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HTS Theological Studies

Print version ISSN 0259-9422

Herv. teol. stud. vol.65 n.1 Pretoria Jan. 2009

 

CONFERENCE PROCEEDINGS

 

Power and insecurity: the politics of globalisation

 

 

Christi van der Westhuizen

School of Politics, University of KwaZulu-Natal, South Africa

Correspondence to

 

 


ABSTRACT

Globalisation is presented by some as an inevitable force of history. However, it is very much the result of political and policy decisions made by powerful elites to advance their interests. Globalisation is not a benign, neutral process, but ideologically driven in the service of the rich and powerful. This ideology is neo-liberalism, which, in the name of ‘competition’ and ‘efficiency’, pursues a world in which the ‘market’ reigns over society. The impoverishment of Africa is a consequence of processes begun by political decisions in international organisations in which the odds are stacked against the South. Because of power imbalances, rules are made that disadvantage poor nations. Thus, international agreements have unequal outcomes. This article examines the effects of such decisions through the prism of the decimation of the clothing industry in South Africa. The article concludes with an exposition on insecurity as the leitmotif of the era.

Keywords: power imbalance; politics; globalisation; clothing industry; South Africa


 

 

‘What had once been dedicated to the soul was now dedicated to the sale’.

(John Kennedy Toole [1980] 2004:41)

 

INTRODUCTION

This article seeks to unpack the power dynamics underpinning the phenomenon called ‘globalisation’. While globalisation is presented by some as unavoidable and inevitable, something akin to an irresistible force of history, this article argues that it is very much the result of political and policy decisions made by powerful elites to advance and defend their interests. Globalisation is not a benign and neutral process but – for the time being at least – ideologically driven in the service of the rich and powerful, globally. The reason for this is the ideology of neo-liberalism, which, in the name of ‘competition’ and ‘efficiency’, pursues a world in which ‘the market’ reigns supreme over society.

Approached from this angle, the continuing impoverishment of Africa becomes illuminated as a consequence of processes begun by particular political decisions. These decisions are put into effect by international organisations where the odds are stacked against Africa and the rest of the South. Because of the power imbalances in these institutions, rules are made that disadvantage poor and weak nations. Thus, international agreements are entered into with predictably unequal outcomes.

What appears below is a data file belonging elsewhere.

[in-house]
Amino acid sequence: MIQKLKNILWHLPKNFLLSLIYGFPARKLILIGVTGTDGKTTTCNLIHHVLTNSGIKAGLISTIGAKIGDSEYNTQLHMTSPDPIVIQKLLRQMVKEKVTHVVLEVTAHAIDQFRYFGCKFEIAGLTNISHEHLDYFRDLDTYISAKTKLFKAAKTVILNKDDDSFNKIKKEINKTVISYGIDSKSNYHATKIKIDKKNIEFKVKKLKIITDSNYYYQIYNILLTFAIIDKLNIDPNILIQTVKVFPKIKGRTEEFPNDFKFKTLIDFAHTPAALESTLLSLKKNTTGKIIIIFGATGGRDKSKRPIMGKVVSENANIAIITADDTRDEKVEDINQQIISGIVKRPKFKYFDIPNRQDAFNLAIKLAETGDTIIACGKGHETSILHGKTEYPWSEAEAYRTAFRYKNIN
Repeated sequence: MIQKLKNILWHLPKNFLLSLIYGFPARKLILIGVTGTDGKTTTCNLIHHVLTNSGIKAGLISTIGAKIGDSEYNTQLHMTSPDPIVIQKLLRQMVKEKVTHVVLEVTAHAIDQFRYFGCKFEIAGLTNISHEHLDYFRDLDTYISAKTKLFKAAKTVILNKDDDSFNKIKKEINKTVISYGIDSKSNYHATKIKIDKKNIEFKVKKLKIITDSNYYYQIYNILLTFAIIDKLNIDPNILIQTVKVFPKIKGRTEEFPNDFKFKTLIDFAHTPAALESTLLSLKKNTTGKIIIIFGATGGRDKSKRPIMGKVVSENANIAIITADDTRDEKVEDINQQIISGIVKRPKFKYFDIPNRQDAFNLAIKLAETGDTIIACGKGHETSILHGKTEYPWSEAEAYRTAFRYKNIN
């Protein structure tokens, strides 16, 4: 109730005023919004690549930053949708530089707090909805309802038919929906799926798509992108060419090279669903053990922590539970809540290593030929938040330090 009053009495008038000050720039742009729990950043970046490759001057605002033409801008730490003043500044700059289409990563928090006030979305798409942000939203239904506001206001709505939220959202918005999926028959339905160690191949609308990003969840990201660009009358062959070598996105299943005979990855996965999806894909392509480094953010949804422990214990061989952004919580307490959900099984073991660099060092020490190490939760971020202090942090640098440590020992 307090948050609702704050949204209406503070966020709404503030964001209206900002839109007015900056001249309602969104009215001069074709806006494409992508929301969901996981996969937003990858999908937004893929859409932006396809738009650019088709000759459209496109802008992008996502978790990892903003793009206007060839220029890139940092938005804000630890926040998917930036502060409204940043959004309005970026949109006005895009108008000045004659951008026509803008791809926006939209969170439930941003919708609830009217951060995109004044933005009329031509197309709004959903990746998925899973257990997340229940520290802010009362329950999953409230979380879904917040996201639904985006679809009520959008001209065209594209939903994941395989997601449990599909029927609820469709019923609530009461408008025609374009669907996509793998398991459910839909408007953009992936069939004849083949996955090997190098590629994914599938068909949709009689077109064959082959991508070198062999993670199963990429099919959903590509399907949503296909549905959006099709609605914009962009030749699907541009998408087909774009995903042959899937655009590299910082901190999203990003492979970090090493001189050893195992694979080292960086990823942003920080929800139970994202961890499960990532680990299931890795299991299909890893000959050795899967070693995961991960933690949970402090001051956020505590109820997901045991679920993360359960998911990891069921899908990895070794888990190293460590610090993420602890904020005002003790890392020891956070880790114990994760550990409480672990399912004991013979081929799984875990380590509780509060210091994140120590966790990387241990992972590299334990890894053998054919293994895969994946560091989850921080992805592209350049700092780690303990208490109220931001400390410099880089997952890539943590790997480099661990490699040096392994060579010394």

This article examines the effects of political decisions at both the international and the national levels through the prism of one particular example of such an inequitable outcome: the decimation of the clothing sector in South Africa. The article concludes with a brief exposition on insecurity as the leitmotif of the current era – by exploiting the relative weakness of countries, rules are forced upon nations, which remove whatever state protection exists for industry and citizens, replacing it with a condition of vulnerability. Regarding the position of citizens in this paradigm, neo-liberal proponents do not regard unemployment as a social problem but rather as a beneficial condition. Therefore, prosperity for the few is built on the back of insecurity for the many. This plays itself out at the global and the local level.

 

NEO-LIBERAL GLOBALISATION FROM A POLITICAL VANTAGE POINT

Let us begin with a simple exercise: sit back for a moment and think of the much-vaunted globetrotting ‘global citizen’ that we have all been entreated to become. What is the global citizen’s sex? Where is the global citizen from? How is the global citizen earning a living? What is the global citizen wearing? What is the global citizen’s skin colour? And finally, what would be a typical name for the global citizen? Would it be something like John Smith, a banker from London? or Peter Weismuller, a chartered accountant from Berlin? It would probably not be Rosalia Othieno, a rose grower in Nyeri in central Kenya, nor Maria da Silva, an unemployed resident of the barrios of Sao Paulo, nor Kim Meili, a seamstress in Keqiao town in eastern China.

This is an illustration of the effects of neo-liberal globalisation – who benefits and who does not. It shows the skewed interplay between identity, geography and the actualisation of the possibilities of globalisation. Those benefiting from the system travel, have money, are polyglot, and are ‘linked together by affinities of culture and lifestyle’ (Bourdieu 2003:43). This is because, despite the claims of globalisation being the great leveller, cultural capital remains unequally distributed and dependent on access to education and the familial transmission of economic capital (Bourdieu 2003:32). The result is that if you are white, male, and living in one of the metropolitan centres of the North, you are more likely to be reaping the benefits of globalisation.

This is true of even technology, one of the seemingly neutral drivers of neo-liberal globalisation. As Pierre Bourdieu (2003:32) has pointed out: ‘The modal information technology user is a thirty-five year old, highly educated, English-speaking urban male with a high income.’ This is in stark contrast to popular presentations of technology as the great equaliser that will pull every person and thus every country into the ‘information economy’ and level the playing field between North and South. The unequal outcome for individuals is also true for countries. The US Secretary of State, Condoleezza Rice, admitted this when she said the following about challenges facing US foreign policy:

I would certainly focus on the impact of globalisation on economic stability in important countries. If I worry about anything, it is that there will be big winners and big losers in economic globalisation, that the impact could be very destabilising. Therefore, the international economic order is probably the most important challenge.1